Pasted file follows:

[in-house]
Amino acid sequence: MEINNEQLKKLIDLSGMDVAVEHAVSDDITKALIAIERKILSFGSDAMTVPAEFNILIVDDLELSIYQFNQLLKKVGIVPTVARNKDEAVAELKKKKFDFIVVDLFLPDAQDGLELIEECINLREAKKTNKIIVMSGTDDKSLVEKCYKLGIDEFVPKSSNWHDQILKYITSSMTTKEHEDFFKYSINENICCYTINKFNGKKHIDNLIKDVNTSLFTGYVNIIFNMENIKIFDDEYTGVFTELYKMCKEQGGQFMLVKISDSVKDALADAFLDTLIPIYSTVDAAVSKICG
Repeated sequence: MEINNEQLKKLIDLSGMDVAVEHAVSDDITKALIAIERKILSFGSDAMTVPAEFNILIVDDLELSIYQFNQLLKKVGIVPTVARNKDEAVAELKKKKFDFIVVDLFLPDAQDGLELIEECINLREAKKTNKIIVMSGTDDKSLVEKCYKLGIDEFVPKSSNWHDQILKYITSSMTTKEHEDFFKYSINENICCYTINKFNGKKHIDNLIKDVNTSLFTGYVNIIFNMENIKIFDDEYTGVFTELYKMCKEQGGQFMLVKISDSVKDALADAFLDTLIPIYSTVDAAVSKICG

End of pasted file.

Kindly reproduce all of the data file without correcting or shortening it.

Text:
[in-house]
Amino acid sequence: MEINNEQLKKLIDLSGMDVAVEHAVSDDITKALIAIERKILSFGSDAMTVPAEFNILIVDDLELSIYQFNQLLKKVGIVPTVARNKDEAVAELKKKKFDFIVVDLFLPDAQDGLELIEECINLREAKKTNKIIVMSGTDDKSLVEKCYKLGIDEFVPKSSNWHDQILKYITSSMTTKEHEDFFKYSINENICCYTINKFNGKKHIDNLIKDVNTSLFTGYVNIIFNMENIKIFDDEYTGVFTELYKMCKEQGGQFMLVKISDSVKDALADAFLDTLIPIYSTVDAAVSKICG
Repeated sequence: MEINNEQLKKLIDLSGMDVAVEHAVSDDITKALIAIERKILSFGSDAMTVPAEFNILIVDDLELSIYQFNQLLKKVGIVPTVARNKDEAVAELKKKKFDFIVVDLFLPDAQDGLELIEECINLREAKKTNKIIVMSGTDDKSLVEKCYKLGIDEFVPKSSNWHDQILKYITSSMTTKEHEDFFKYSINENICCYTINKFNGKKHIDNLIKDVNTSLFTGYVNIIFNMENIKIFDDEYTGVFTELYKMCKEQGGQFMLVKISDSVKDALADAFLDTLIPIYSTVDAAVSKICG